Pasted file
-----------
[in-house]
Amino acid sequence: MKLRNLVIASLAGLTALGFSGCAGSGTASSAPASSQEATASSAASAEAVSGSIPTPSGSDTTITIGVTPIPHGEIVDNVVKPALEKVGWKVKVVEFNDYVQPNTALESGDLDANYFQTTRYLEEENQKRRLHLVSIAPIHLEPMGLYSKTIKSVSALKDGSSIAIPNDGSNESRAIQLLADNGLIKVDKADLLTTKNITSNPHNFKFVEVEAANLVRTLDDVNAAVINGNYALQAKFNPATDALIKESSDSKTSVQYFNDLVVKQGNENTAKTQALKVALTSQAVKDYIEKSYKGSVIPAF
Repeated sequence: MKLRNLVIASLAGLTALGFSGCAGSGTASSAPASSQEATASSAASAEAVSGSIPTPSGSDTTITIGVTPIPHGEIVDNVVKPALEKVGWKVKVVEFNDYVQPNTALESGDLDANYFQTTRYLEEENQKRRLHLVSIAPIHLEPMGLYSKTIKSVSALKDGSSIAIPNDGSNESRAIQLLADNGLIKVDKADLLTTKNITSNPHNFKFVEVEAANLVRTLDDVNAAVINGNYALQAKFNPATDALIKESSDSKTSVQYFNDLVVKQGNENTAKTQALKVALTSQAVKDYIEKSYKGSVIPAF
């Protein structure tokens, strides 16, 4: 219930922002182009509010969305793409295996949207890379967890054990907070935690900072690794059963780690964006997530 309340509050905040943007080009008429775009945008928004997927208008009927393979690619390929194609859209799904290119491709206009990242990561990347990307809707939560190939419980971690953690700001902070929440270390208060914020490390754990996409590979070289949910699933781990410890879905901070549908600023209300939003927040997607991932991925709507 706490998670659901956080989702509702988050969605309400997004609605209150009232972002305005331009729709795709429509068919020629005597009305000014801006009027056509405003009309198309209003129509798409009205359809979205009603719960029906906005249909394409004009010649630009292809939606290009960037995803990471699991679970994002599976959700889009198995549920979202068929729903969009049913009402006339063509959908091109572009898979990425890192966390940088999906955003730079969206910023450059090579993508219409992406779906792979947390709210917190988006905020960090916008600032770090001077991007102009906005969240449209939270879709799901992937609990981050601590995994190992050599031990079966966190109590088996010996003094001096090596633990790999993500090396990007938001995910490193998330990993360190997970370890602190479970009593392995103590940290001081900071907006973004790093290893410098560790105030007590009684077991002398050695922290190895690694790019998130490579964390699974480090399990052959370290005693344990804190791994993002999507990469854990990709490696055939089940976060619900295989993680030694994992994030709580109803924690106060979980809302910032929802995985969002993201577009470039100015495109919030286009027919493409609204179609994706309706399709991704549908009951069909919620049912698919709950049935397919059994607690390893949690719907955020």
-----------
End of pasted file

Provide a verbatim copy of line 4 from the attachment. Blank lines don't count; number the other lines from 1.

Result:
């Protein structure tokens, strides 16, 4: 219930922002182009509010969305793409295996949207890379967890054990907070935690900072690794059963780690964006997530 309340509050905040943007080009008429775009945008928004997927208008009927393979690619390929194609859209799904290119491709206009990242990561990347990307809707939560190939419980971690953690700001902070929440270390208060914020490390754990996409590979070289949910699933781990410890879905901070549908600023209300939003927040997607991932991925709507 706490998670659901956080989702509702988050969605309400997004609605209150009232972002305005331009729709795709429509068919020629005597009305000014801006009027056509405003009309198309209003129509798409009205359809979205009603719960029906906005249909394409004009010649630009292809939606290009960037995803990471699991679970994002599976959700889009198995549920979202068929729903969009049913009402006339063509959908091109572009898979990425890192966390940088999906955003730079969206910023450059090579993508219409992406779906792979947390709210917190988006905020960090916008600032770090001077991007102009906005969240449209939270879709799901992937609990981050601590995994190992050599031990079966966190109590088996010996003094001096090596633990790999993500090396990007938001995910490193998330990993360190997970370890602190479970009593392995103590940290001081900071907006973004790093290893410098560790105030007590009684077991002398050695922290190895690694790019998130490579964390699974480090399990052959370290005693344990804190791994993002999507990469854990990709490696055939089940976060619900295989993680030694994992994030709580109803924690106060979980809302910032929802995985969002993201577009470039100015495109919030286009027919493409609204179609994706309706399709991704549908009951069909919620049912698919709950049935397919059994607690390893949690719907955020």